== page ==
Political, community and business representatives in Ballyclare have called for an increased police presence in and around the town centre.
The call was made following a recent spate of anti-social behaviour and vandalism in the area during which several business premises were damaged and people reported being harassed by crowds of youths.
Several prominent town centre businesses have been targeted by vandals in recent weeks, and there have also been reports of cars being damaged and fires being lit by youths at the site of the old Woodsides store at The Square.
Political, community and business representatives believe the anti-social behaviour problem in the town centre hasn’t been helped by several factors, including a shortage of police officers on the ground, the closure of the town’s youth centre and a lack of parental responsibility.
The president of Ballyclare Chamber of Trade, David Reade, condemned the recent acts of vandalism, and has called for an increased police presence in the town.
“We need a police presence in the area to stop this happening. Kids aren’t being controlled. I would also ask parents to be aware of what their children are doing at night, and to show a bit more responsibility,” he said.
Ballyclare and District Policing and Community Forum chairperson, Valerie Jenkins, has described the recent incidents as “a disaster.”
“People now feel that Ballyclare has been forgotten about by the police. There is a lack of police on the ground. I know that they are stretched and that other areas in the borough need service too, but Ballyclare has been left out in the cold now. There used to be the occasional incident now and again, but now it just seems to be continuous.
“It is the responsibility of parents to know where their children are, and I would urge parents to be aware of what their children are doing, especially now that the darker nights are here. It is a shame that the youth club is closed. It gave the children something to do in a safe environment, and I think that with it now being closed there are more children running the streets,” she commented.
UUP Councillor Vera McWilliam condemned the recent anti-social behaviour in the town, and criticised policing deployment.
“When the attacks take place, the ironic thing is there are no police about. Even when people ring them, there is only one car on. If it’s at an arrest or something else, then there’s no car available. So it is fine chat and fine talk coming from the police to say they have the resources, but there is only the one car. By the time the car does come, the perpetrators are away.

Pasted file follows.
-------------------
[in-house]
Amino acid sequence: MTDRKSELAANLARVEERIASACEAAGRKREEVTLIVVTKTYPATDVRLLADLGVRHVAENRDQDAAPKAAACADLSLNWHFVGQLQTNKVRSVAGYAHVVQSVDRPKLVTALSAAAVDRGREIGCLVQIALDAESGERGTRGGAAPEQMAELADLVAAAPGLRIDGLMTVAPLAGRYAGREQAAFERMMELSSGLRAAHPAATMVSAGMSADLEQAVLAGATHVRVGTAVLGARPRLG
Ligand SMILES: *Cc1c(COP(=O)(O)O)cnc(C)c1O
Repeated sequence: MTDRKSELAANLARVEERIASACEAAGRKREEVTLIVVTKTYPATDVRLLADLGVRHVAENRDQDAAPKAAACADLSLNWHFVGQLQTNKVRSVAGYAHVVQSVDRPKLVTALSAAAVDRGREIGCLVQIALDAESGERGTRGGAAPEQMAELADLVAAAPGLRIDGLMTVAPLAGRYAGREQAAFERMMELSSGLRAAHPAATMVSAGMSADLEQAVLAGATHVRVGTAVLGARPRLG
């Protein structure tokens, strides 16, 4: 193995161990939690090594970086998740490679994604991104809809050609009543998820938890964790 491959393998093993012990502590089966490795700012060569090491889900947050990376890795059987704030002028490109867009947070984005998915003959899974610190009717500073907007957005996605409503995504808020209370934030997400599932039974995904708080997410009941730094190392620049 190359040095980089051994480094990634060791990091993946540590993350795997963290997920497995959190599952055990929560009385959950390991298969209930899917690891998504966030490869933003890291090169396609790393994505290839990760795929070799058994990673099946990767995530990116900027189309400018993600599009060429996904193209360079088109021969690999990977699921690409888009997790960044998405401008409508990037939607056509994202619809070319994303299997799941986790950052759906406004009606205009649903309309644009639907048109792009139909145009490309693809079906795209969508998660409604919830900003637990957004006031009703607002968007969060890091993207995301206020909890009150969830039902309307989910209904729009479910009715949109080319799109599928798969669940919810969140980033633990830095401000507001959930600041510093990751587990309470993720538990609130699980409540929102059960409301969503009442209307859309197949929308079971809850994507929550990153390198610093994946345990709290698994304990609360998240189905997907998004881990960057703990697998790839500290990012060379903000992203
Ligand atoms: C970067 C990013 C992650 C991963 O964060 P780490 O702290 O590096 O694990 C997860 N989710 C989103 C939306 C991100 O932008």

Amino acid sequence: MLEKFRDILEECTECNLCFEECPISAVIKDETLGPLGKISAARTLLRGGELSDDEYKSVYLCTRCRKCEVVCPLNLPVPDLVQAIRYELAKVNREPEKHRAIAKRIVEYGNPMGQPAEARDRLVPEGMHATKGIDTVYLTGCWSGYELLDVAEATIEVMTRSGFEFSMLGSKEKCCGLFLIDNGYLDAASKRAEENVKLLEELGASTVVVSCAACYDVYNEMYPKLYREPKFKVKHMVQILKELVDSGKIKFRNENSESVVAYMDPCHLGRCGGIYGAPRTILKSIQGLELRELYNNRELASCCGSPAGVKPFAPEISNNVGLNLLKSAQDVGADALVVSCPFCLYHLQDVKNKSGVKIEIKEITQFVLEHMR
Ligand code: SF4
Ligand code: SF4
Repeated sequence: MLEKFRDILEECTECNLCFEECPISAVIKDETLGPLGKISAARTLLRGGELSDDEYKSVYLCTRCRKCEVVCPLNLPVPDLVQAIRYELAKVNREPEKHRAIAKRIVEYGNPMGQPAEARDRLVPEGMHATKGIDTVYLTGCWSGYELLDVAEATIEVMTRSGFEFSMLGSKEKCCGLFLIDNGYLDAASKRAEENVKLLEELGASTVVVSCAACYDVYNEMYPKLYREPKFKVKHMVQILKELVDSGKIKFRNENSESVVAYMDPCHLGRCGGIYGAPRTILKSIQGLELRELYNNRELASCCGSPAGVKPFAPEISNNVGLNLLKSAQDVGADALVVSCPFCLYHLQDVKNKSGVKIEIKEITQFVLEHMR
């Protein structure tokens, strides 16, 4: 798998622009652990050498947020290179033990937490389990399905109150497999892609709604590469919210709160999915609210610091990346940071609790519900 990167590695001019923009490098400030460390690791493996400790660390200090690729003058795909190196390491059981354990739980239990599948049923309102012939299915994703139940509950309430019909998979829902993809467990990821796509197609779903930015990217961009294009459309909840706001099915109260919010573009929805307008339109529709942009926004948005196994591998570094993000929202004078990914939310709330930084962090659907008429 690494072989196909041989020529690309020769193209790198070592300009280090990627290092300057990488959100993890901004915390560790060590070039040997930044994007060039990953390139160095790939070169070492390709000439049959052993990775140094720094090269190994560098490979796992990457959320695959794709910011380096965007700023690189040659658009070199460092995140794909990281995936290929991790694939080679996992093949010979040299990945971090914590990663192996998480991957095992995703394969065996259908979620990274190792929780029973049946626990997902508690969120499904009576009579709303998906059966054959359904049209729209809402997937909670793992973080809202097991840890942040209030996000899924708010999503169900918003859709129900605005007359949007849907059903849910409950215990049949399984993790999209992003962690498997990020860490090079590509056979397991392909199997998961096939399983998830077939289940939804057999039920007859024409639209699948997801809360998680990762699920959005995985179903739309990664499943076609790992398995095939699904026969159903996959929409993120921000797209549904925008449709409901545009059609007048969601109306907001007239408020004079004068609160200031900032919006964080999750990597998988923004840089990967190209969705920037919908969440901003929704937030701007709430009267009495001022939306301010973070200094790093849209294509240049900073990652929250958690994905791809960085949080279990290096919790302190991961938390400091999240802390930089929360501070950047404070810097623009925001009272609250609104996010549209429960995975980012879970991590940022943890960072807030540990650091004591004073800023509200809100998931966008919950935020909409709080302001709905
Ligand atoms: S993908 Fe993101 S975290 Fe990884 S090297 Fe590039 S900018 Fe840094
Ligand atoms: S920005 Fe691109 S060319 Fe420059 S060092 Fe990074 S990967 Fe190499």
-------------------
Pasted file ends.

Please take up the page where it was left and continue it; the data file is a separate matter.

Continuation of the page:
“Anti-social behaviour is on the up, not only in Ballyclare, but all over. We understand there are cuts in the police force, but that’s no good to the people who have had their businesses damaged or who have been intimidated by groups of youths. The parents need to take an interest in where their children are going at night, and maybe that will help the situation,” she said.
TUV Councillor David Arthurs condemned the recent attacks, and spoke of a lack of visible policing.
“These attacks are not welcome in Ballyclare. We have people trying to attract shoppers to the area and make a living, and these incidents are very harmful. There is a lack of policing, which is a serious issue. We currently don’t have the police that we need on the ground. In my opinion there is definitely a link between the recent incidents and the youth centre being closed. If the children and young people had this facility available to them, then I think we would not be seeing the problems on the scale that we are now,” he said.
The Times asked the PSNI to comment on the current situation in the town and the claims of a lack of police resources in the area. They hadn’t responded at the time of publication.
It’s understood talks are ongoing between the Education Authority and Ballyclare Secondary School about the possible reopening of the youth centre.